Following the death of a loved one, survivors don’t recover, they cope. Healing will come eventually, but in the meantime it’s a matter of finding a way to get through each day. Coping is about managing the pain; putting one foot in front of the other and carrying on as best you can. This chapter will outline ways to help your kids better cope with loss.
The divergent ways people cope with grief
Each person copes with grief a little bit differently, which can make this already difficult situation even harder to manage. One person may try to cope by avoiding the issue altogether, whereas others need engagement and want to talk about it all the time. Some may become needy and clingy, wanting extra love and attention, while others become more solitary and just want to be left alone. Some may cope through defense mechanisms, poking fun a the loss or trying to minimize its significance, whereas others react by making everything about this person sacrosanct and elevating them to the status of an angel.
These divergent ways of coping with loss all too frequently give rise to conflict within the home. One family member may want to set up a shrine or memorial to this person in the house, whereas this is another’s version of torture. The child who wants to remember and constantly talk about their loved one can become quite angry with the father who wants to avoid the topic altogether. Or the sibling who copes by pretending not to care can infuriate the sibling who is reeling from this loss and doesn’t understand that their brother or sister cares just as much as they do, and is merely trying to mask the pain.
The trajectories people take in coping with grief can also vary from one person to another. Some may feel the full impact of this loss immediately, crying constantly and showing their grief, whereas others will be in a state of shock, numb and not feeling much of anything at all. Which means that one person may be coming into the full force of their grief just as another family member is starting to come out of it. Some people may cope by trying to avoid the issue at first, then will progressively start to confront the loss as thinking about it becomes a bit more tolerable. Children have also been known to try and protect their surviving parent, which means sacrificing their own needs and burying their grief so as to avoid causing a problem. The bottom line: grief is complicated and unique to every person, and people (big or small) suffering through the exact same loss can have very different ways of coping with it.
Even when surviving family members aren’t busy rubbing each other the wrong way, the death creates an unmistakable void in the home, and the sheer intensity of the emotions felt can make for an awkward atmosphere. Hope Edelman, who as a teen lost her mother to cancer, says “silence and awkwardness filled the kitchen, which had once been the site of lively conversations about everyone’s day. My sister, brother, and I became afraid to even mention our mother, because one of us might start to cry, and if one person started, others might too, and there is little in this life more terrifying than watching your father start weeping into his macaroni and cheese.” (Canfield et al., 2000, p. 219)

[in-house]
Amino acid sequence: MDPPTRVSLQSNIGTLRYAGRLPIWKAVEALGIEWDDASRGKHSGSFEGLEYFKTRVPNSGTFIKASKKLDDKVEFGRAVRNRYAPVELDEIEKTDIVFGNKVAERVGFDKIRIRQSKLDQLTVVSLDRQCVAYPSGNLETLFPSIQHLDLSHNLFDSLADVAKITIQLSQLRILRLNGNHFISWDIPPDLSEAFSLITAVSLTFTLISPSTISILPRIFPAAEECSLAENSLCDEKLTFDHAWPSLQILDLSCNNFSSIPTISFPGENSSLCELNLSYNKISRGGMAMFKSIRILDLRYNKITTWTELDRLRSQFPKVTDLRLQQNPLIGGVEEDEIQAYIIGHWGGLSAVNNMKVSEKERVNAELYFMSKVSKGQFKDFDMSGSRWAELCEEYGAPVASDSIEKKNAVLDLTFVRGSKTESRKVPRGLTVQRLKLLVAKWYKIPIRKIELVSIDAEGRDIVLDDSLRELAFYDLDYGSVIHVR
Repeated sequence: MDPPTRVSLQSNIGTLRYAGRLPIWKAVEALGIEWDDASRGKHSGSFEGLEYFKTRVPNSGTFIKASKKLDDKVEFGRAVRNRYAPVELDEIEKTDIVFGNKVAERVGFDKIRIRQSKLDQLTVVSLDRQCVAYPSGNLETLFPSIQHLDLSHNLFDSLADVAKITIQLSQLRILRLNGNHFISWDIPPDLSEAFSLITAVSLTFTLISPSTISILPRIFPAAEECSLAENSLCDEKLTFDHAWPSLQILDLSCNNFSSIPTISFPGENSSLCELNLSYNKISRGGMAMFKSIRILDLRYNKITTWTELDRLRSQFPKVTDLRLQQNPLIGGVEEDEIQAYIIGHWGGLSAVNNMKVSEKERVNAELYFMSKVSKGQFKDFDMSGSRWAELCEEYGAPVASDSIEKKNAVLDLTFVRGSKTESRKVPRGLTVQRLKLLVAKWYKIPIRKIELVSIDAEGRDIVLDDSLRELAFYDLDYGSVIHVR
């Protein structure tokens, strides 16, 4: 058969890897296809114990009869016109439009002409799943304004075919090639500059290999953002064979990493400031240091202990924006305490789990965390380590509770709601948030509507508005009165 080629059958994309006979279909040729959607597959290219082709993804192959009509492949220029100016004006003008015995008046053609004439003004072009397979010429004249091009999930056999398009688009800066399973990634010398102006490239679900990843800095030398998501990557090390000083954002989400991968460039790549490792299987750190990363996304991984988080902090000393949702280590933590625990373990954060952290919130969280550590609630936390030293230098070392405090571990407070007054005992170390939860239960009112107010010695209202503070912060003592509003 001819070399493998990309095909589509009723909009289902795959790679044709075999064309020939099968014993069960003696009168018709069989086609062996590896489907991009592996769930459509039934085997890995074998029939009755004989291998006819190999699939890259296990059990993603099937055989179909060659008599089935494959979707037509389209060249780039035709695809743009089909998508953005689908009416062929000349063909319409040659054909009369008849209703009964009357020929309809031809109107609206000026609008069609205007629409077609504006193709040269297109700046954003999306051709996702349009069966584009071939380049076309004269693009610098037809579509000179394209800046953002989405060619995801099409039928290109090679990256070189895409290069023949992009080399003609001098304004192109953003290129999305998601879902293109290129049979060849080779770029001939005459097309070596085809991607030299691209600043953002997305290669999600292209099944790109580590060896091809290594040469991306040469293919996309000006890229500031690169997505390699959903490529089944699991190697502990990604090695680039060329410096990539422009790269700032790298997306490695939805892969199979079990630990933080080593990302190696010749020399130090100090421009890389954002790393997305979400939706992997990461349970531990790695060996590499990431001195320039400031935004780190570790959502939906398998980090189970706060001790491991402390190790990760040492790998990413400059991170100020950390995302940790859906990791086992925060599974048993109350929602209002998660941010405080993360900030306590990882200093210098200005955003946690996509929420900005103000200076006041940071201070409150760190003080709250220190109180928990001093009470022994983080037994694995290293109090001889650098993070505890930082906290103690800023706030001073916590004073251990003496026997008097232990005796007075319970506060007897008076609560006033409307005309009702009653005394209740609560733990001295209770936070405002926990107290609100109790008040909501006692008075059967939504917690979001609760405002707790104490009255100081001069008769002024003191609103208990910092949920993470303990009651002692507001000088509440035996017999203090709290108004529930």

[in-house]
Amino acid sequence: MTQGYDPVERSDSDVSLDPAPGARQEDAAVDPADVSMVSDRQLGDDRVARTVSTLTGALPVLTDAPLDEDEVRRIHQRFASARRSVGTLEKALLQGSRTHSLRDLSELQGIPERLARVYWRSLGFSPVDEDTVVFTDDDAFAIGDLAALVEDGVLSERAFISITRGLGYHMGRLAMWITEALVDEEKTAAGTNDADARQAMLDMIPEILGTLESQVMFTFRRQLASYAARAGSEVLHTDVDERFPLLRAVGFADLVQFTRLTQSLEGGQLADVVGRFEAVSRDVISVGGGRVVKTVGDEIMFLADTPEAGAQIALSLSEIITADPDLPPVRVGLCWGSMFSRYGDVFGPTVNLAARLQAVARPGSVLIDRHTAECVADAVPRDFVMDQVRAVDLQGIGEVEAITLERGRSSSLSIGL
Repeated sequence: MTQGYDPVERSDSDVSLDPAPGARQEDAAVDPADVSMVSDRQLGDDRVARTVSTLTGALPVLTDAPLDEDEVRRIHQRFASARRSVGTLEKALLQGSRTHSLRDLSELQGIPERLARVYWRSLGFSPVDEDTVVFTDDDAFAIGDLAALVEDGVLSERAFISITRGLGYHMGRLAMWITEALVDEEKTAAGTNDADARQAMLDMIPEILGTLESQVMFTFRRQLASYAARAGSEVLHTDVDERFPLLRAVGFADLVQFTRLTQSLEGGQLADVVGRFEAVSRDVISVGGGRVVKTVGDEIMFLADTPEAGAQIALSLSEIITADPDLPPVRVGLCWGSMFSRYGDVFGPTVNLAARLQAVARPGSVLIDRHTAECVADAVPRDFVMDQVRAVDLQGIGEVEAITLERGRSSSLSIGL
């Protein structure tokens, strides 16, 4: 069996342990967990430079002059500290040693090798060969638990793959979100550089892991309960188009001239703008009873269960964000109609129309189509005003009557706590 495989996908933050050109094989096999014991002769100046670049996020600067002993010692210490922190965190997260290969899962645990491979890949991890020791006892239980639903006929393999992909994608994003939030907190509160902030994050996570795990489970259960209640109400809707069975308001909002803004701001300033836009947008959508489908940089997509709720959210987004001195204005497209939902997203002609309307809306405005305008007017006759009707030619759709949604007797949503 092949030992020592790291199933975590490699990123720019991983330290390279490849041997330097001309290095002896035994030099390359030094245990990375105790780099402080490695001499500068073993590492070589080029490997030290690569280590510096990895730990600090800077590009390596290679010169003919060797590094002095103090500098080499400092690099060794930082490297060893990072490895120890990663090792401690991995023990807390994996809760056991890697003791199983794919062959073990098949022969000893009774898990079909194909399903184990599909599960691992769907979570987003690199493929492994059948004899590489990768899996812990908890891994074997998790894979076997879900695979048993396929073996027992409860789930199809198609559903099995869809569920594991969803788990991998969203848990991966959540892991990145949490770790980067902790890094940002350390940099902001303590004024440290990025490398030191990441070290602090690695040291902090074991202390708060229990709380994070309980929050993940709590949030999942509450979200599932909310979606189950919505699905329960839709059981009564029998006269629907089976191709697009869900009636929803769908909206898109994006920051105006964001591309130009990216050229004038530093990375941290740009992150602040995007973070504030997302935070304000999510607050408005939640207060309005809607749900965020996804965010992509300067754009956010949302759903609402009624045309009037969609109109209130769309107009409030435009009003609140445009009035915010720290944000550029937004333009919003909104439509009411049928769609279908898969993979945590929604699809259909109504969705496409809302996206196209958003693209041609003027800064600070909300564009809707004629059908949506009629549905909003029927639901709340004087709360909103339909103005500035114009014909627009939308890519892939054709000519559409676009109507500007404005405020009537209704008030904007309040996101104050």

Do your best to be sensitive to each child’s coping strategy, and respond according to what they need, not what you need.
If there’s friction in the family over coping styles, be open and talk about this. Explain why some people may need to remember, while others just want to avoid the situation and forget. Children feel a whole lot better when they understand the nature of the conflict. In the absence of such dialogue, they’re liable to think the other person either… A) Just doesn’t care about the person who died, or B) Is intentionally trying to annoy or upset them. Talk to each other, and try to work out a compromise that accommodates everyone.
It’s key to try to maintain balance. A lot of people, including many grief psychologists, consider it completely unhelpful to set up a memorial in the house, since its hard to let go and move on with such a constant reminder. That said, many people need to reminisce, reflect, and memorialize this person as part of the grieving process. So what some people consider unhelpful and pathological others find comforting. Children, especially, are worried about this person being forgotten – by them or by others. Use your best judgment to try to balance these competing interests: the need to move on versus the need to reminisce and recognize this person as an important presence in your life. The distinction between healthy grief versus unhealthy pathology is subtle and often a matter of degree, not of substance.
- More information on helping children cope with grief and loss can be found in our grief & Bereavement eBook. It’s just $7.99, and all proceeds go to help kids in need.
Children & Grief book
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